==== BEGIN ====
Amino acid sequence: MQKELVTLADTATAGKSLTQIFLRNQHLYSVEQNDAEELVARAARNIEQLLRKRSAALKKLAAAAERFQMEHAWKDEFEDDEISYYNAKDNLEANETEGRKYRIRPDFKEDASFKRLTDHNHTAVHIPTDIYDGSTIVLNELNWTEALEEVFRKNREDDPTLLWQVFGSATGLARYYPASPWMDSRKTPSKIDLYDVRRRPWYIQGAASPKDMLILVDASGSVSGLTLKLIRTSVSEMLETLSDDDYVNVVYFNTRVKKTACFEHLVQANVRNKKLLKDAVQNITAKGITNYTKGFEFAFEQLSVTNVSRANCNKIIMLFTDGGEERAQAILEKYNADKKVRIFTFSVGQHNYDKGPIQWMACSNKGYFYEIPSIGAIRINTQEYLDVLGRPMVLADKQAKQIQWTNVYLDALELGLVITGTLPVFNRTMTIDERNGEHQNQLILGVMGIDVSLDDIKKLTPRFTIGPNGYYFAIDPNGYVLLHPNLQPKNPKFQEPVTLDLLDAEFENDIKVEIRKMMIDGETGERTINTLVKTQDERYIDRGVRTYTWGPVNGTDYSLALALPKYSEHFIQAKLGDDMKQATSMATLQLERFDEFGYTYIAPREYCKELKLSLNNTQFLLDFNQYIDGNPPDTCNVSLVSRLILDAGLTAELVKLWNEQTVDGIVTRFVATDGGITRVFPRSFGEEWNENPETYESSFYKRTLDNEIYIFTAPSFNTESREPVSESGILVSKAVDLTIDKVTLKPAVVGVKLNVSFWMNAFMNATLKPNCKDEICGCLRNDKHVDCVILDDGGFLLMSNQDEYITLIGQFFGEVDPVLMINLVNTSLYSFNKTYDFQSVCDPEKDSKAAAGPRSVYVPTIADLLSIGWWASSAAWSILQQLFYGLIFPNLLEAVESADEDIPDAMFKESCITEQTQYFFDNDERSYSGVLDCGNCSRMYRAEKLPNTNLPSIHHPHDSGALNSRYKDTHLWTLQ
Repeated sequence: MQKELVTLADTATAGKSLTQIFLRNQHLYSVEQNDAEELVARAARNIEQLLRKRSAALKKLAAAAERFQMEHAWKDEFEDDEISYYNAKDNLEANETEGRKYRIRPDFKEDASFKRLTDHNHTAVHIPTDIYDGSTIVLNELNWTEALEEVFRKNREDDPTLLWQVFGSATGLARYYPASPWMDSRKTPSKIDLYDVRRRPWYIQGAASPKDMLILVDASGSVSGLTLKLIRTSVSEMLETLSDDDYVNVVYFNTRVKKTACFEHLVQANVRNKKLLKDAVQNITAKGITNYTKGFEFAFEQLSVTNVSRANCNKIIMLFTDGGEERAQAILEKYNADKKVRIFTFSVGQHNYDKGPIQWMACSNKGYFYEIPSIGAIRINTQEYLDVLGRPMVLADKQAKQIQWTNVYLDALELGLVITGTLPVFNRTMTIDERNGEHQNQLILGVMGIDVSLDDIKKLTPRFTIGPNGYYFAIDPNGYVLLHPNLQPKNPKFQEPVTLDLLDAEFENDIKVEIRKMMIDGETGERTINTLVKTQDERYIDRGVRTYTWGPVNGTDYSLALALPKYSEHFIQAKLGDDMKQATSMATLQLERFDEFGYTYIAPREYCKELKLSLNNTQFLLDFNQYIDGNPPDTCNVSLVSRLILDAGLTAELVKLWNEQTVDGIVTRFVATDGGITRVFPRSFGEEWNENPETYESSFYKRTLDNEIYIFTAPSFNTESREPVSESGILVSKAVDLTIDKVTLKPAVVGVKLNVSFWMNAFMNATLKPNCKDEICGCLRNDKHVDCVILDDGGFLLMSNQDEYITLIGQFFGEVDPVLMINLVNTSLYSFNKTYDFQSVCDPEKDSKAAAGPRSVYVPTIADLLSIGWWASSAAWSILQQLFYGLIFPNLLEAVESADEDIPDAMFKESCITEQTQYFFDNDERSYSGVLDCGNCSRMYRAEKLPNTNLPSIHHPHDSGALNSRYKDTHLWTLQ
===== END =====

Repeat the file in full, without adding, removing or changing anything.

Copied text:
Amino acid sequence: MQKELVTLADTATAGKSLTQIFLRNQHLYSVEQNDAEELVARAARNIEQLLRKRSAALKKLAAAAERFQMEHAWKDEFEDDEISYYNAKDNLEANETEGRKYRIRPDFKEDASFKRLTDHNHTAVHIPTDIYDGSTIVLNELNWTEALEEVFRKNREDDPTLLWQVFGSATGLARYYPASPWMDSRKTPSKIDLYDVRRRPWYIQGAASPKDMLILVDASGSVSGLTLKLIRTSVSEMLETLSDDDYVNVVYFNTRVKKTACFEHLVQANVRNKKLLKDAVQNITAKGITNYTKGFEFAFEQLSVTNVSRANCNKIIMLFTDGGEERAQAILEKYNADKKVRIFTFSVGQHNYDKGPIQWMACSNKGYFYEIPSIGAIRINTQEYLDVLGRPMVLADKQAKQIQWTNVYLDALELGLVITGTLPVFNRTMTIDERNGEHQNQLILGVMGIDVSLDDIKKLTPRFTIGPNGYYFAIDPNGYVLLHPNLQPKNPKFQEPVTLDLLDAEFENDIKVEIRKMMIDGETGERTINTLVKTQDERYIDRGVRTYTWGPVNGTDYSLALALPKYSEHFIQAKLGDDMKQATSMATLQLERFDEFGYTYIAPREYCKELKLSLNNTQFLLDFNQYIDGNPPDTCNVSLVSRLILDAGLTAELVKLWNEQTVDGIVTRFVATDGGITRVFPRSFGEEWNENPETYESSFYKRTLDNEIYIFTAPSFNTESREPVSESGILVSKAVDLTIDKVTLKPAVVGVKLNVSFWMNAFMNATLKPNCKDEICGCLRNDKHVDCVILDDGGFLLMSNQDEYITLIGQFFGEVDPVLMINLVNTSLYSFNKTYDFQSVCDPEKDSKAAAGPRSVYVPTIADLLSIGWWASSAAWSILQQLFYGLIFPNLLEAVESADEDIPDAMFKESCITEQTQYFFDNDERSYSGVLDCGNCSRMYRAEKLPNTNLPSIHHPHDSGALNSRYKDTHLWTLQ
Repeated sequence: MQKELVTLADTATAGKSLTQIFLRNQHLYSVEQNDAEELVARAARNIEQLLRKRSAALKKLAAAAERFQMEHAWKDEFEDDEISYYNAKDNLEANETEGRKYRIRPDFKEDASFKRLTDHNHTAVHIPTDIYDGSTIVLNELNWTEALEEVFRKNREDDPTLLWQVFGSATGLARYYPASPWMDSRKTPSKIDLYDVRRRPWYIQGAASPKDMLILVDASGSVSGLTLKLIRTSVSEMLETLSDDDYVNVVYFNTRVKKTACFEHLVQANVRNKKLLKDAVQNITAKGITNYTKGFEFAFEQLSVTNVSRANCNKIIMLFTDGGEERAQAILEKYNADKKVRIFTFSVGQHNYDKGPIQWMACSNKGYFYEIPSIGAIRINTQEYLDVLGRPMVLADKQAKQIQWTNVYLDALELGLVITGTLPVFNRTMTIDERNGEHQNQLILGVMGIDVSLDDIKKLTPRFTIGPNGYYFAIDPNGYVLLHPNLQPKNPKFQEPVTLDLLDAEFENDIKVEIRKMMIDGETGERTINTLVKTQDERYIDRGVRTYTWGPVNGTDYSLALALPKYSEHFIQAKLGDDMKQATSMATLQLERFDEFGYTYIAPREYCKELKLSLNNTQFLLDFNQYIDGNPPDTCNVSLVSRLILDAGLTAELVKLWNEQTVDGIVTRFVATDGGITRVFPRSFGEEWNENPETYESSFYKRTLDNEIYIFTAPSFNTESREPVSESGILVSKAVDLTIDKVTLKPAVVGVKLNVSFWMNAFMNATLKPNCKDEICGCLRNDKHVDCVILDDGGFLLMSNQDEYITLIGQFFGEVDPVLMINLVNTSLYSFNKTYDFQSVCDPEKDSKAAAGPRSVYVPTIADLLSIGWWASSAAWSILQQLFYGLIFPNLLEAVESADEDIPDAMFKESCITEQTQYFFDNDERSYSGVLDCGNCSRMYRAEKLPNTNLPSIHHPHDSGALNSRYKDTHLWTLQ